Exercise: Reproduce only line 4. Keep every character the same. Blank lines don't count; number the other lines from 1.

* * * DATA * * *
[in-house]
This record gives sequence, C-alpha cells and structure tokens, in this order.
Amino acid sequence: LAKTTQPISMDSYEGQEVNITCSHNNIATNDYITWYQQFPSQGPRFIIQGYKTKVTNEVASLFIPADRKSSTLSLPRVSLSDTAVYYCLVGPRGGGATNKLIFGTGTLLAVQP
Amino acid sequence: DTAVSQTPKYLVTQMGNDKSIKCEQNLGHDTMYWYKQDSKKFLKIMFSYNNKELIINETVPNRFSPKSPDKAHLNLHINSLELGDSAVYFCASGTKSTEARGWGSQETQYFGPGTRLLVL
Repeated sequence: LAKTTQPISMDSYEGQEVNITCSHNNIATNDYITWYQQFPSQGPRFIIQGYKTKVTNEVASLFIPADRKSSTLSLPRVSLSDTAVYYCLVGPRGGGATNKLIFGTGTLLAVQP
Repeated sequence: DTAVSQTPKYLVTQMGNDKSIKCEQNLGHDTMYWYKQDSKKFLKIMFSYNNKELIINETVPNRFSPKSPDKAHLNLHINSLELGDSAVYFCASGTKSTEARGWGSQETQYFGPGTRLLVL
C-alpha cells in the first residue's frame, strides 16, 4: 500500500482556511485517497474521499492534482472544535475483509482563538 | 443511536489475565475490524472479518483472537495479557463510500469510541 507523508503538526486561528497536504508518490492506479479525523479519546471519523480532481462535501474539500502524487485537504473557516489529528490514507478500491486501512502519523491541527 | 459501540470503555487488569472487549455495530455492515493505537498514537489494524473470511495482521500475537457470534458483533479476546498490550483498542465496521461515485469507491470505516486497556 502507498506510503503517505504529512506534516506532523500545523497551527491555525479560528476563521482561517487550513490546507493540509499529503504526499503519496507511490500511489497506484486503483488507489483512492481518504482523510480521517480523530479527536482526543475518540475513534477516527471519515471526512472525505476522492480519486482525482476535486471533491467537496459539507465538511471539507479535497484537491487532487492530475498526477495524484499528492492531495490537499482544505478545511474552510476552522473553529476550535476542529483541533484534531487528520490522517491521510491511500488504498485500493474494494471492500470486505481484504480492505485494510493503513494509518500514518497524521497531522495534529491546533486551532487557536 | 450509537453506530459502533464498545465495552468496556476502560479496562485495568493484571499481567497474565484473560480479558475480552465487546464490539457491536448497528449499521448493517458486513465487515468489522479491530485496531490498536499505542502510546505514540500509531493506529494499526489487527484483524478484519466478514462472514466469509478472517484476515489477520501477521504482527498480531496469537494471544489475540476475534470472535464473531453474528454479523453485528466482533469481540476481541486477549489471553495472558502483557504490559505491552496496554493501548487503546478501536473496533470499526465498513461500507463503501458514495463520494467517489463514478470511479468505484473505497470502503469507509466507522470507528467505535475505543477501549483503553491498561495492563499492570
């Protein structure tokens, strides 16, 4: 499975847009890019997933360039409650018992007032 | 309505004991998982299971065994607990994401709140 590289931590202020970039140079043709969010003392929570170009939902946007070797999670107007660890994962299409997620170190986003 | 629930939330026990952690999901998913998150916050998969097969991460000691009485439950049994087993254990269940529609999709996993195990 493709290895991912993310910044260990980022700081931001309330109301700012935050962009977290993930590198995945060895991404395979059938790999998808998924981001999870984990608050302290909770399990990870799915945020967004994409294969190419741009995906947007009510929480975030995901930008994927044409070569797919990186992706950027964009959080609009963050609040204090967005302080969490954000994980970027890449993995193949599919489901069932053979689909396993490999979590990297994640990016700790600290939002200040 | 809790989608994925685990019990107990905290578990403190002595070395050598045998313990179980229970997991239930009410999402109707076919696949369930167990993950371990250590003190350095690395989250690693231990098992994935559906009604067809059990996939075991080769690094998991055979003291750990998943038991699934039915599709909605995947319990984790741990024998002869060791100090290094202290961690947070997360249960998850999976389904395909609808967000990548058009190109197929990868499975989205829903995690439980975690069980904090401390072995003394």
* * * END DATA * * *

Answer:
Amino acid sequence: DTAVSQTPKYLVTQMGNDKSIKCEQNLGHDTMYWYKQDSKKFLKIMFSYNNKELIINETVPNRFSPKSPDKAHLNLHINSLELGDSAVYFCASGTKSTEARGWGSQETQYFGPGTRLLVL